I commend them for trying but they should really have someone in the chair try out these buildings, restaurants, businesses and motels before they say they are accessible. Or at least have someone with common sense be there during the designing process.

So the next time you are out and about, pay attention to the surroundings and see if the building and businesses are truly accessible. I bet you will be surprised…

Thanks for reading, Clint



Wednesday, March 22, 2017

Favorite lies I have told people about my condition


I get asked personal questions quite often when I am around a lot of people. Sometimes I tell them the truth about stuff & things. Sometimes I don't tell them the truth about stuff & things. My answers depend on the age of the person asking and the venue where the question was asked. Here are some examples.

When little kids ask what happened to me I usually keep it pretty clean. My go to lie is that I had my head ripped off by a grizzly bear. It was a real scuffle but in the end I won. Thank goodness there was a 3rd world doctor nearby that reattached it.

Another one that I tell the youngsters is that I got bitten by a rattlesnake. It bit me right in the jugular. I couldn't make it in time to the hospital for the antidote so that is why I am in this chair.

Sometimes I just tell them I got shot. Sometimes that is a good enough story.

Sometimes I use it as an educational moment and tell them that I fell out of the tree stand while hunting. I then explain to them that I fell out because I was not harnessed in like you are supposed to be.

When it comes to telling adults who are a little too nosy, I don't hold anything back. I have come up with some pretty good lies over the years. Sometimes I tell them the real story that I was shot and they don't believe me. So the only thing I can do is stretch the truth.

Sometimes I am in the witness protection program because I was injured during a gang turf war in downtown Oakland. I was relocated to this area because I am more valuable alive than pushing up daisies.


Sometimes I tell them I had dinner with Chuck Norris and it didn't end well for me. He is a bastage.


My all-time best lie happened last summer. I was at Lucky 13's in Fargo, flying solo and I made the rounds per usual because I cannot go anywhere without knowing someone. Anyway, I noticed this one woman eyeballing me for quite a while and all of a sudden she walked right up to me. For some reason I could tell she could take a joke and I could tell she was a little not sober. She came right out and asked, "So what happened to you?" I don't know why but I said, "I fell out of a sex swing, but don't worry she is all right!" I thought she was going to die from laughing. Everyone within earshot could not believe what I just said. I didn't really care because I didn't know them. But I got to know everyone pretty well after that comment. Good times.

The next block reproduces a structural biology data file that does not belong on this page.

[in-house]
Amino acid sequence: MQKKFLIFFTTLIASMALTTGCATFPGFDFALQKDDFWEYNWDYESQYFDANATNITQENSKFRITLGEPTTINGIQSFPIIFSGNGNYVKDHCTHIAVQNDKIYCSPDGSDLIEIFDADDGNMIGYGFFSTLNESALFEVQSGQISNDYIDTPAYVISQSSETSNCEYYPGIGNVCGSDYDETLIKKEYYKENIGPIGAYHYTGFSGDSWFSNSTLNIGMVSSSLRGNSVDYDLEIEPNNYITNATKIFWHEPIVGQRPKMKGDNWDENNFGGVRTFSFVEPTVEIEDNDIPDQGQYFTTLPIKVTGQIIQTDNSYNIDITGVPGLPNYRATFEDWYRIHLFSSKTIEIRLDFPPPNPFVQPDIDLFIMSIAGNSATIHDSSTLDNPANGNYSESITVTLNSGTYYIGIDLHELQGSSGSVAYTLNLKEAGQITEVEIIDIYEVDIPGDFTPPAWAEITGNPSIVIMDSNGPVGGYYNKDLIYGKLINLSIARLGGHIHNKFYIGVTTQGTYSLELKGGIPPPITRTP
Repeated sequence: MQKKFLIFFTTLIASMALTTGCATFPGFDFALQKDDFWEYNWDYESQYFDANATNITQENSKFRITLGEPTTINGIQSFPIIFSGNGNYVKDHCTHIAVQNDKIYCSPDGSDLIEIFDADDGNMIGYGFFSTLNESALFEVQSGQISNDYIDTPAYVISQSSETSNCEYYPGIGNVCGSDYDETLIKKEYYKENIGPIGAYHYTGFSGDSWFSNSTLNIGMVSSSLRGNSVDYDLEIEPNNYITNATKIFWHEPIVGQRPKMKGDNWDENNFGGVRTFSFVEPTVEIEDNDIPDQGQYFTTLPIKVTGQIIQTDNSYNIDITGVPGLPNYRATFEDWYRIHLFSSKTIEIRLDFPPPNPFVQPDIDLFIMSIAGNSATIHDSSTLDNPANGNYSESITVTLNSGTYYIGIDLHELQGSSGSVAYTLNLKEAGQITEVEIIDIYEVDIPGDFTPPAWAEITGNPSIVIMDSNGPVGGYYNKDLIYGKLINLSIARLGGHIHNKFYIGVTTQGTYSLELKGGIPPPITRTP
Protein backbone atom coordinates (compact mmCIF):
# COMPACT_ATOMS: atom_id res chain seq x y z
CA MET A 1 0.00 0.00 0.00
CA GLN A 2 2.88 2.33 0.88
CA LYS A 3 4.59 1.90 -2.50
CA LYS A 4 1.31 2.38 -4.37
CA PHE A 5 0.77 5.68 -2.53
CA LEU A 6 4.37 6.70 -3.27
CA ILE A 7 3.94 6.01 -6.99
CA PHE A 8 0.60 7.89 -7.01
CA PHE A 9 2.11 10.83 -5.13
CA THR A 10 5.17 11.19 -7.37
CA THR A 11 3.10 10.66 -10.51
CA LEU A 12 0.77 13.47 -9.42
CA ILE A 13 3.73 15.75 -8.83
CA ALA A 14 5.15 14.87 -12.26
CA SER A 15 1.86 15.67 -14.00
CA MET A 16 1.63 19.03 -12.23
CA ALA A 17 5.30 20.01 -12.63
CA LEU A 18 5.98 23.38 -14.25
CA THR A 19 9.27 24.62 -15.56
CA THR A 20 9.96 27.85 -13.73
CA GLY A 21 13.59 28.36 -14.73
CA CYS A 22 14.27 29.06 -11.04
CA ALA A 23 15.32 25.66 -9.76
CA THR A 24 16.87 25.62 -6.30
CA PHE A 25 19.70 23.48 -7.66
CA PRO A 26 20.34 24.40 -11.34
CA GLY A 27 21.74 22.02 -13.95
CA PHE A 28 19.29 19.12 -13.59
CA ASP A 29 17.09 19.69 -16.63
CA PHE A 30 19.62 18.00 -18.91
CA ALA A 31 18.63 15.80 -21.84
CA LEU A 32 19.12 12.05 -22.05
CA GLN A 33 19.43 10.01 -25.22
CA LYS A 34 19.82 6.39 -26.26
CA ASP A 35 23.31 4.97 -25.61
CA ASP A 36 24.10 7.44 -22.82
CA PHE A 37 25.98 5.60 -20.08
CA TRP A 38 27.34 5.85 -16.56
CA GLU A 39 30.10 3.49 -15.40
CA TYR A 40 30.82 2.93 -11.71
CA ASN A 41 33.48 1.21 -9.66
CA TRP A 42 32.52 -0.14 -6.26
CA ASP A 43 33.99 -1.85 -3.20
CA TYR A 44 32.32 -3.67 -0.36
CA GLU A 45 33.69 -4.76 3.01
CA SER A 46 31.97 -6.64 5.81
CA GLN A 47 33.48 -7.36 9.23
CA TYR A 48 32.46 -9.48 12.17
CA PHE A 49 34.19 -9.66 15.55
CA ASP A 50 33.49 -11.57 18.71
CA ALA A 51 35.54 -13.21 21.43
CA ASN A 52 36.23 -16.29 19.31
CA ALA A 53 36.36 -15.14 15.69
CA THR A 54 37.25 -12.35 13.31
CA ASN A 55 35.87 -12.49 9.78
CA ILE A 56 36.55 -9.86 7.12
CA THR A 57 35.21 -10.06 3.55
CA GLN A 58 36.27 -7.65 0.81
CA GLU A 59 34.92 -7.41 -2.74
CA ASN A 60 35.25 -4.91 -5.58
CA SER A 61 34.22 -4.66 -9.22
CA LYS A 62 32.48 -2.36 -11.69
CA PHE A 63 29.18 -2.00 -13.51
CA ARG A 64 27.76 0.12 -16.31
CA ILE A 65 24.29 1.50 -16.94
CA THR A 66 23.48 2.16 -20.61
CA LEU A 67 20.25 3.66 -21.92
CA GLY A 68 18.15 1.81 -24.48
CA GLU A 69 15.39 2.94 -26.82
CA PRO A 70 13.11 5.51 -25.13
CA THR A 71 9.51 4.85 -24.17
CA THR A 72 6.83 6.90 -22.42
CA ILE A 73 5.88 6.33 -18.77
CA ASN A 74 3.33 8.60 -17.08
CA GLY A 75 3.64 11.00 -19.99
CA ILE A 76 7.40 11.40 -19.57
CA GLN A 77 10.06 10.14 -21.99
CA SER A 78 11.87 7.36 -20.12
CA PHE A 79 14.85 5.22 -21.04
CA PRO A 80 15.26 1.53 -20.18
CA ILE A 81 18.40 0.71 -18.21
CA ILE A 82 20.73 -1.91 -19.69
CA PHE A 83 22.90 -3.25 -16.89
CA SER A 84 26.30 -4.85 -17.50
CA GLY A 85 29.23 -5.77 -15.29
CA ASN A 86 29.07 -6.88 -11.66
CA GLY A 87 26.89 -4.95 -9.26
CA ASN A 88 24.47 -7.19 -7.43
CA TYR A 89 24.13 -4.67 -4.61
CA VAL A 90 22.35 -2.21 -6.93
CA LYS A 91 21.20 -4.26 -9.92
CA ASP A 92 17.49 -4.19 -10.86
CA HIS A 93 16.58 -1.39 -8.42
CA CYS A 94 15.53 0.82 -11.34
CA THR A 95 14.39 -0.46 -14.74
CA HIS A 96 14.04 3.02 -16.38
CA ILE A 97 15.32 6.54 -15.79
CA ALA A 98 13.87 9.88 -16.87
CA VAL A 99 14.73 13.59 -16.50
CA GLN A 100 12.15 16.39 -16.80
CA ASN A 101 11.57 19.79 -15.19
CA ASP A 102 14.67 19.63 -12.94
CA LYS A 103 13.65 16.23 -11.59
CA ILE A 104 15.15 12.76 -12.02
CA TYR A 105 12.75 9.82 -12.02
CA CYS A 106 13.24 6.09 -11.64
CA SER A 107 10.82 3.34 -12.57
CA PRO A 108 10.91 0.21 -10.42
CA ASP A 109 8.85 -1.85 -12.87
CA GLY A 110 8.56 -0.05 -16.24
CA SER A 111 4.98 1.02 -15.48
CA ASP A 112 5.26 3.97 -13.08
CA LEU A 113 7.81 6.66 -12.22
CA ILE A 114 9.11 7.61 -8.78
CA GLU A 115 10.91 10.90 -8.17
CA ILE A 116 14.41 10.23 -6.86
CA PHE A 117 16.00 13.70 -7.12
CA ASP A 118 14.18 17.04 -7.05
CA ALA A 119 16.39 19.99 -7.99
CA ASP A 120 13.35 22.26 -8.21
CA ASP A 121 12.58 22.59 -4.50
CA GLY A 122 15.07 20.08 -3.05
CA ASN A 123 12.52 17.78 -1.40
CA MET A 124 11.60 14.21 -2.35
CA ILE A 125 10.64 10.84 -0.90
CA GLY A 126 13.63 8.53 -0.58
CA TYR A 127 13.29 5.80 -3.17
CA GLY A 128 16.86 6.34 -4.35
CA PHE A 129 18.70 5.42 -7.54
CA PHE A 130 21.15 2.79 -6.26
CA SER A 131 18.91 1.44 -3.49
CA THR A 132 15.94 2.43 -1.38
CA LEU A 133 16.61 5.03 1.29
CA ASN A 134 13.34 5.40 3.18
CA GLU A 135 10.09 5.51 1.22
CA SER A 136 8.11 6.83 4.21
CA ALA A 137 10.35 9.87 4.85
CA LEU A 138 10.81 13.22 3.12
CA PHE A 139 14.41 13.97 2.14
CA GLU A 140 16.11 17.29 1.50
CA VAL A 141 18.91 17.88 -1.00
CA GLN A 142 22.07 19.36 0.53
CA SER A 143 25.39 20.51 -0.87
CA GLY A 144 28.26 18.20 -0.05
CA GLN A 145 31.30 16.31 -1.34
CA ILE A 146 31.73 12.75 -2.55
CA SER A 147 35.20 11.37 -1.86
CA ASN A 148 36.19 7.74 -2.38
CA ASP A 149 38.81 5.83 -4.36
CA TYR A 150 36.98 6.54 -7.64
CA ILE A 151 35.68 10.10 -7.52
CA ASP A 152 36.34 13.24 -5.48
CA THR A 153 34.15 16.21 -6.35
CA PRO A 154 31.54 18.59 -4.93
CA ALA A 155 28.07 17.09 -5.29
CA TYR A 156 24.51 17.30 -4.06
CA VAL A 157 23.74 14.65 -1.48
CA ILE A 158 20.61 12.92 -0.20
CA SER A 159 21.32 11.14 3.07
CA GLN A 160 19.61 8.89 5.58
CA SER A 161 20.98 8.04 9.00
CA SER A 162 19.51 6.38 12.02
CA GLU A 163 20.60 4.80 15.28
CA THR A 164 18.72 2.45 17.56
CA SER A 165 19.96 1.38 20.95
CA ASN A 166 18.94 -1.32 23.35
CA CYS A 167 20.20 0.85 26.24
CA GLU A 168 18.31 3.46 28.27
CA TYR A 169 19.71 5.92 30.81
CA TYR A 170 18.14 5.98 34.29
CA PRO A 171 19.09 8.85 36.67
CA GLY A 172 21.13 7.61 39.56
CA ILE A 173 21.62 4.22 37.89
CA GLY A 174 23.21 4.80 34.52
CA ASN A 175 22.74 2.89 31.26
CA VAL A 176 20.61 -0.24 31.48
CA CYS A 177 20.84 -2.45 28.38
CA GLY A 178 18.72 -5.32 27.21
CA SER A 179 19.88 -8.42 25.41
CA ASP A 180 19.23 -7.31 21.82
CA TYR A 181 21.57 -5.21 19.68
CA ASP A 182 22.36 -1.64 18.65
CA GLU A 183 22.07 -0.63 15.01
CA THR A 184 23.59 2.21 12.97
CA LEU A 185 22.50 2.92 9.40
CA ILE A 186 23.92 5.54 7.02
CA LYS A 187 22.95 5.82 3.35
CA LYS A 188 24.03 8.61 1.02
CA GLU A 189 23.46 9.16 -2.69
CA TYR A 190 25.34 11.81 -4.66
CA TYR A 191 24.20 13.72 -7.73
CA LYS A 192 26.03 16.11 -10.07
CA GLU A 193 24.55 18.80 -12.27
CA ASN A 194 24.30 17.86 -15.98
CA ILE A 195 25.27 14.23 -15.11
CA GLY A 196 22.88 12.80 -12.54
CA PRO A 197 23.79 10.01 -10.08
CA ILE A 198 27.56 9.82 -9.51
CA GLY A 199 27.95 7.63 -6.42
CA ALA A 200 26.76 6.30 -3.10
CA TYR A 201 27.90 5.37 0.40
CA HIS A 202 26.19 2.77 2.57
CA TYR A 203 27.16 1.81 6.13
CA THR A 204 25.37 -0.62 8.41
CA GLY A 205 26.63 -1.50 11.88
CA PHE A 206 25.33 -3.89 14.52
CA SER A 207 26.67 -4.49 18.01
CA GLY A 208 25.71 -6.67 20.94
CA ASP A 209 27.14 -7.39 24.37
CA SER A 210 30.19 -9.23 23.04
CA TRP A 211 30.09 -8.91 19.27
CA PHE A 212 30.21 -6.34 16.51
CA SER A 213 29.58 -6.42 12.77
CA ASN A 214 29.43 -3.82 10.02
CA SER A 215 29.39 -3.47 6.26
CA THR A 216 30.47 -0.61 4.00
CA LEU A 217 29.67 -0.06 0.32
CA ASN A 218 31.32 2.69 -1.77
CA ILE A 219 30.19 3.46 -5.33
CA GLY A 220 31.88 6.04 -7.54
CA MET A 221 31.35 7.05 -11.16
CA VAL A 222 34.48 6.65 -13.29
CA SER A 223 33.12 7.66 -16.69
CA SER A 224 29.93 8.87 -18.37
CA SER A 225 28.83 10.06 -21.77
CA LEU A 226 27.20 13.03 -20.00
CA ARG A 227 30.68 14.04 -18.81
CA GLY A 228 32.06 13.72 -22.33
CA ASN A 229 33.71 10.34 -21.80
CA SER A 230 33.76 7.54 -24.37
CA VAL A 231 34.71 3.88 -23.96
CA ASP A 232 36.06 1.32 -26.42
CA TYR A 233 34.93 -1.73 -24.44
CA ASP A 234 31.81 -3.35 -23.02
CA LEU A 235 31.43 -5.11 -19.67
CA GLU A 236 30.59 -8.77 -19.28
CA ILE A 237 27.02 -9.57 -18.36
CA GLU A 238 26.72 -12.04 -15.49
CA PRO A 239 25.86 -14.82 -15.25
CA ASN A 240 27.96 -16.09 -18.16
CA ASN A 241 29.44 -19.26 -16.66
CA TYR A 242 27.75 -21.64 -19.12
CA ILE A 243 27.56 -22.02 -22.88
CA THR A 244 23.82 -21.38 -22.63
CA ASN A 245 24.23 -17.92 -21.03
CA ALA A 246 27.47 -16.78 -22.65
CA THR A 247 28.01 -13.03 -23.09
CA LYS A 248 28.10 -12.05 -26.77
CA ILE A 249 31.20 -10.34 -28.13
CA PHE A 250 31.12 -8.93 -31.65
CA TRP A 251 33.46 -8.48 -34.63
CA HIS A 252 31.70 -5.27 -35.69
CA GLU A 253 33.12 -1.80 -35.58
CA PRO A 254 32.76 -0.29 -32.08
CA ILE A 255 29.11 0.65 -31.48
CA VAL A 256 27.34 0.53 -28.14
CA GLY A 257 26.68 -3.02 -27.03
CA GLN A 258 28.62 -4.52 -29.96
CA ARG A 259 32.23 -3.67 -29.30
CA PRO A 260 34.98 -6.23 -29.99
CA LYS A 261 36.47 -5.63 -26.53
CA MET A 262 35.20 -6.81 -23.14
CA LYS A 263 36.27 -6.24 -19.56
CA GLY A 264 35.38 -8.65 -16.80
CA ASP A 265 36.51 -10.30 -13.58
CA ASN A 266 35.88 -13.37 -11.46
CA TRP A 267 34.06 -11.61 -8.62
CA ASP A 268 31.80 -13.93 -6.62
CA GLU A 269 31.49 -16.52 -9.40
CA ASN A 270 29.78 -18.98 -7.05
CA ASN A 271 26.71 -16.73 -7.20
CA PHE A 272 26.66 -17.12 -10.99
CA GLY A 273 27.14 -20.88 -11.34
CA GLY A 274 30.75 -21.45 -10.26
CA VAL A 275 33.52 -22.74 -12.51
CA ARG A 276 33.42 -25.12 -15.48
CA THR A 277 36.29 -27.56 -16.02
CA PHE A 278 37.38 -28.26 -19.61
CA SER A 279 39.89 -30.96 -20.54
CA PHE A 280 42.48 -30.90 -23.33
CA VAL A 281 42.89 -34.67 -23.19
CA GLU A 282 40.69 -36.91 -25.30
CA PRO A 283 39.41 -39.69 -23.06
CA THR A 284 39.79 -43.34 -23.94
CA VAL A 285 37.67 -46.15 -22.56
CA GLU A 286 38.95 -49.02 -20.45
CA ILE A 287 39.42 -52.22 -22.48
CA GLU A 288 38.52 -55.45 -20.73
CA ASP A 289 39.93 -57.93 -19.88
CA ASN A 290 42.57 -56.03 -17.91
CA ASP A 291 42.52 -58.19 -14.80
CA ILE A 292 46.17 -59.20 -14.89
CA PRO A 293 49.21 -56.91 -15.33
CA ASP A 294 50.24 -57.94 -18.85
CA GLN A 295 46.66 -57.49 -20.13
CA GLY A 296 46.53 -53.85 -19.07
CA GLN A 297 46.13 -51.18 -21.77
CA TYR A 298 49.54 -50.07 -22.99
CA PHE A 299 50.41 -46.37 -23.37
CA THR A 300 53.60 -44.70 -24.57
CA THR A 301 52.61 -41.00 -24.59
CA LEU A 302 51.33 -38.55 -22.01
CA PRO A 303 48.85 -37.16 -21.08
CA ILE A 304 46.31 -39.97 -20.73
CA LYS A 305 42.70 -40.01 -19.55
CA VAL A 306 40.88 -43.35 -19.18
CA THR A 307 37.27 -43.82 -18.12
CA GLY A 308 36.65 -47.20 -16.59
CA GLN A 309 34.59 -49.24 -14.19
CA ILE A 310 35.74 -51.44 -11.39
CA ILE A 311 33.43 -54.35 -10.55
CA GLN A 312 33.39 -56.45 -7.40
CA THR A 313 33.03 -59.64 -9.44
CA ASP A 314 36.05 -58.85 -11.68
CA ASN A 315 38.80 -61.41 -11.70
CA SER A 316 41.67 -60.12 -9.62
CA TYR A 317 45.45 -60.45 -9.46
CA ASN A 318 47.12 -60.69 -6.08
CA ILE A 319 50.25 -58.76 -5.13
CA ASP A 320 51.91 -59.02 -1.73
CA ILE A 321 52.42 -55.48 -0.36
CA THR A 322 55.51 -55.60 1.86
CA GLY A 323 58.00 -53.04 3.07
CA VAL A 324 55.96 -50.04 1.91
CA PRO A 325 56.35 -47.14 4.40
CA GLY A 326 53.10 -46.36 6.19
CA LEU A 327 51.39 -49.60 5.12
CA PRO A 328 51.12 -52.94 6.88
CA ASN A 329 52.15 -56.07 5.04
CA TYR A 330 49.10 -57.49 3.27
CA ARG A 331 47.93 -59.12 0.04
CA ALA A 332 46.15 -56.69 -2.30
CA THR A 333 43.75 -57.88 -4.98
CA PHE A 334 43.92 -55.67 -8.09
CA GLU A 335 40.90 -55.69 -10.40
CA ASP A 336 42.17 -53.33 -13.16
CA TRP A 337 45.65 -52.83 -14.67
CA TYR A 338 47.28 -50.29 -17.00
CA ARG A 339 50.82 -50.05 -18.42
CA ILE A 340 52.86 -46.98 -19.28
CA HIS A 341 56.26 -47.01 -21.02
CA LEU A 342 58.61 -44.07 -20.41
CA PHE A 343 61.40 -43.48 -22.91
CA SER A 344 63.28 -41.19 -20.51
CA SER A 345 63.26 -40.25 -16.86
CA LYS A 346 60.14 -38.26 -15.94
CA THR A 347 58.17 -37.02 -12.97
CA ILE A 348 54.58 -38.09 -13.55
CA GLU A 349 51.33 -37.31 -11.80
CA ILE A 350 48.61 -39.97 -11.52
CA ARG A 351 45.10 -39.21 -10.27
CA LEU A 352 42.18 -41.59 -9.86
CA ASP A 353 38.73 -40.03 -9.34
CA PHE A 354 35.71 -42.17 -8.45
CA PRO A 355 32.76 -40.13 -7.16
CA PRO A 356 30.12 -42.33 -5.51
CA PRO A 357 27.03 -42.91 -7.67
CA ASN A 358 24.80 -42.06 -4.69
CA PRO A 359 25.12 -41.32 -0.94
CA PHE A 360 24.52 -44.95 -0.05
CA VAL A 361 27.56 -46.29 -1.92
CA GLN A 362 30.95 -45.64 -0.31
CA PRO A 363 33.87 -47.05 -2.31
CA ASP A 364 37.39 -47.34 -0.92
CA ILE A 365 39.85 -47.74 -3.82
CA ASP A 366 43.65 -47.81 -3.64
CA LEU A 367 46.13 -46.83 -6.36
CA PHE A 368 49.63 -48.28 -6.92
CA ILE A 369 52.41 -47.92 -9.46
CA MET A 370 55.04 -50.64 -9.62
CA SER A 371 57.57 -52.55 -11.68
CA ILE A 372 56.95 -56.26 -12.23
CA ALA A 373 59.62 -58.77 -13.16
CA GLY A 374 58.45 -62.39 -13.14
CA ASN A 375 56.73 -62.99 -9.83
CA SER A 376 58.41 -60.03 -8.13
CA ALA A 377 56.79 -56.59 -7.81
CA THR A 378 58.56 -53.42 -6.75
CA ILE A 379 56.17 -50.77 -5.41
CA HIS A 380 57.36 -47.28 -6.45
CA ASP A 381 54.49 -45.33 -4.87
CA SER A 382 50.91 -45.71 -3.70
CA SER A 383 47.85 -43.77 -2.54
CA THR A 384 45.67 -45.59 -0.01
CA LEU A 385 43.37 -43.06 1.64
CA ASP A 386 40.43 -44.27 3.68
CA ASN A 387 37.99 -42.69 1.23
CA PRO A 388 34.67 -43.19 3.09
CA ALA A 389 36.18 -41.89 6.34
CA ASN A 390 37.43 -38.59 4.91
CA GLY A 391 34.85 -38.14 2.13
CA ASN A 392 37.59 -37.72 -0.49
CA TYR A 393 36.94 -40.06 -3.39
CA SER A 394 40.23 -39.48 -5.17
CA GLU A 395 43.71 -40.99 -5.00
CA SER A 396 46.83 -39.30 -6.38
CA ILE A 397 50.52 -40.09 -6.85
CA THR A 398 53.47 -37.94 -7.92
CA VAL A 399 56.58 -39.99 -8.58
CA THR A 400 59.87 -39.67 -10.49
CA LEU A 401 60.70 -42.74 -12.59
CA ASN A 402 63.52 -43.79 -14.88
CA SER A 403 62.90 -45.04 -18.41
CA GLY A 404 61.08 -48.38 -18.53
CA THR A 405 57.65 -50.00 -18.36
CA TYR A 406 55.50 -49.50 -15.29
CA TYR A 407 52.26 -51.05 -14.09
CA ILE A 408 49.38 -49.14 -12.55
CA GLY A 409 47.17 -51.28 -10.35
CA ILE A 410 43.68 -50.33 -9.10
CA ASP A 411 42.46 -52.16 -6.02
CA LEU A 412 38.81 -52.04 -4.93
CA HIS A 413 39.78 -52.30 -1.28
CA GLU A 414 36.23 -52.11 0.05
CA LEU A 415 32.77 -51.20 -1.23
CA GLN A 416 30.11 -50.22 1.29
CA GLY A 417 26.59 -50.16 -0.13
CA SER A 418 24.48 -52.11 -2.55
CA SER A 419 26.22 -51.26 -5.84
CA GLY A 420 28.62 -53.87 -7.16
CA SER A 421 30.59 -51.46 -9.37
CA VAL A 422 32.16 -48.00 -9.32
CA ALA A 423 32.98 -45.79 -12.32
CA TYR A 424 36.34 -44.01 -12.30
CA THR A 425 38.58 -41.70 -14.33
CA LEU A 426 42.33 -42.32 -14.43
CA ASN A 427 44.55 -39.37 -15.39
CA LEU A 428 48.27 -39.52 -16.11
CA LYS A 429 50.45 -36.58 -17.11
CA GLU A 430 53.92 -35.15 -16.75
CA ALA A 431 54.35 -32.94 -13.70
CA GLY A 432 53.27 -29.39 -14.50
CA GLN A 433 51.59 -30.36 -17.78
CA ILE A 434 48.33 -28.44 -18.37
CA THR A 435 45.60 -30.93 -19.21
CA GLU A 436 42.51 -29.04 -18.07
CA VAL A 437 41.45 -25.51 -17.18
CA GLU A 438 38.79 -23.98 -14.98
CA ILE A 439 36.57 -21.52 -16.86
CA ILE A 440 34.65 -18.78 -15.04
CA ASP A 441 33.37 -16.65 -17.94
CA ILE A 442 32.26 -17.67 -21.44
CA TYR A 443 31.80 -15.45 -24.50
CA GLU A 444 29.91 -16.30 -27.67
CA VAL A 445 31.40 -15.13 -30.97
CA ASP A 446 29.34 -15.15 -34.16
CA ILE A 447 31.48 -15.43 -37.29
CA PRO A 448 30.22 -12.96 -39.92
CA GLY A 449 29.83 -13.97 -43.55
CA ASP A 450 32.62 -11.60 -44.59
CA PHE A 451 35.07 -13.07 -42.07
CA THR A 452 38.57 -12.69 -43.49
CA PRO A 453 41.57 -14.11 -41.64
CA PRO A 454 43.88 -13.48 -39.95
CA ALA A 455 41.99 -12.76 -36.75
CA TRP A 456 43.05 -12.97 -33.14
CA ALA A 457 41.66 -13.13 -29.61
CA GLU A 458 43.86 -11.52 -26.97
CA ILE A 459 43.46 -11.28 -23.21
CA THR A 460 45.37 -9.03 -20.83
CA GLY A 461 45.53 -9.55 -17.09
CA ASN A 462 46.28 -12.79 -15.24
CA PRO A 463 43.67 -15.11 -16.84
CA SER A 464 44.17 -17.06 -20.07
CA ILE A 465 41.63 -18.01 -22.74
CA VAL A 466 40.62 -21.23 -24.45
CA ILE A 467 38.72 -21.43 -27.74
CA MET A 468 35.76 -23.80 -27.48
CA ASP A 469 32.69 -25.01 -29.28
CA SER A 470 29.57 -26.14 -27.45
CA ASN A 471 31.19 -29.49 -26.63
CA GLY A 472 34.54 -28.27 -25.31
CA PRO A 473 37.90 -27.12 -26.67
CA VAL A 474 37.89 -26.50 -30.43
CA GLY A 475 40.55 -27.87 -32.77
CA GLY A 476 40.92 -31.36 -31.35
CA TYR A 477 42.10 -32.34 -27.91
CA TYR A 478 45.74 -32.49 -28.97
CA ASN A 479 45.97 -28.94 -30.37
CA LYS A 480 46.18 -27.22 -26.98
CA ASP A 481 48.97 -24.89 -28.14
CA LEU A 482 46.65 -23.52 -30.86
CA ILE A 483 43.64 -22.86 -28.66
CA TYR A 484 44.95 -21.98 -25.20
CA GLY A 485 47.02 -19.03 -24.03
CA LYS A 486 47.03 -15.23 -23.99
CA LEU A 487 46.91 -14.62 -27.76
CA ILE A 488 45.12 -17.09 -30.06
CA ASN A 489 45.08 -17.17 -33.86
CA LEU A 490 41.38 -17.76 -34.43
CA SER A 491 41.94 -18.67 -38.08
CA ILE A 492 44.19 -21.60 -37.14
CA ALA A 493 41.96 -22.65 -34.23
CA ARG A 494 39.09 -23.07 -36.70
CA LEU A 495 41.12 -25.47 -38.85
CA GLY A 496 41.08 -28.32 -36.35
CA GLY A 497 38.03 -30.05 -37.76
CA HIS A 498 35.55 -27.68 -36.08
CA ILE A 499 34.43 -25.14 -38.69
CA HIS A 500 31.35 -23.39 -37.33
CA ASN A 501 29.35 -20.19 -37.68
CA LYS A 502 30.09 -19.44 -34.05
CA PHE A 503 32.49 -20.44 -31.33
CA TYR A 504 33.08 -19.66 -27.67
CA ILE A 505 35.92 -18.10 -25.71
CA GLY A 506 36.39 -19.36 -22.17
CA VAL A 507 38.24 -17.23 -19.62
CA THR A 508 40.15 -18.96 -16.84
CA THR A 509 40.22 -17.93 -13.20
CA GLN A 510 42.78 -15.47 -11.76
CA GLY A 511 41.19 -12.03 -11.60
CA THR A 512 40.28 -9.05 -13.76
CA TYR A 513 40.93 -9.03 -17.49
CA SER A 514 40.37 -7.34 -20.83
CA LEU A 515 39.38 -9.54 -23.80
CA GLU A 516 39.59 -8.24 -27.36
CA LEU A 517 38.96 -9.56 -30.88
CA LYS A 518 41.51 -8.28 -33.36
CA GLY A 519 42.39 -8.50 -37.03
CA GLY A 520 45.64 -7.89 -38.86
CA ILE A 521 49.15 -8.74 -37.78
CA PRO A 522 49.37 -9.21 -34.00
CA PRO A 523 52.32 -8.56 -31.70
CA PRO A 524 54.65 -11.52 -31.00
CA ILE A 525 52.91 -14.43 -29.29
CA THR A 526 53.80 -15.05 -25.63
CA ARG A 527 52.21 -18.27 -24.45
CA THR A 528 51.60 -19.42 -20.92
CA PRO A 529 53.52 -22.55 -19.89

A lot of times, especially when I am in Fargo enjoying an adult beverage, the drunkest person there will come right up to me and assume I was injured in the military. I try to tell them that I wasn't in the military. But sometimes they are just too drunk and persistent, so I let them believe what they want.

These are just a few of the little white lies I have been known to tell. So if you hear some weird story about my accident, just go along with it…

Thanks for reading, Clint


Monday, March 20, 2017

Pain and what helped me




I used to experience a lot of pain. The pain was in my shoulders and neck. This pain used to be so bad that I didn't want to get in the chair. On days I did get in the chair I would have to lay down for two or three days afterwards just to be able to get back up again. This really got to be chronic. It started to affect my life a lot. It got to be a problem with trying to schedule things and go to events. I would have to plan everything out days in advance around the pain.

This pain really started getting bad about five years ago. I first tried painkillers and none of them seem to help. I tried many different kinds. The only thing that ever happened was the side effects. Which were usually not good.

I have also tried cortisone shots in the past. Those work but only for a short period of time. And they suck to have injected. If you have experienced it you know what I mean. I don't think I will ever do those again.

The next thing I tried was going to a chiropractor. I only went to one appointment. The chiropractor was scared to touch me I believe. I don't think he wanted to break me any more than I already was. I don't blame him. I didn't really want my neck cracked either.

One of the things that did seem to work was getting a massage. I have painful muscle knots all through my shoulders and neck. The only thing that seemed to lessen the pain in these knots was massage. I got a massage every couple weeks or month for about a year and a half.

The best thing I ever did for my pain was to start going to physical therapy. I have actually gone to physical therapy for over a year. The difference between the first visit and my last visit is unbelievable from my point of view. I have way more movement because the pain is less. I went to physical therapy twice a week for about a half a year and once a week for the other half a year. The stretching and exercises did more for me than anything I have ever tried.

If you are experiencing pain and know of a good physical therapist in your area, this is what I would suggest. But you have to do your part. If they tell you to do stretches and exercises, do them. This is actually the third physical therapist I have gone to and the first one that really helped. So keep on trying until you find the one.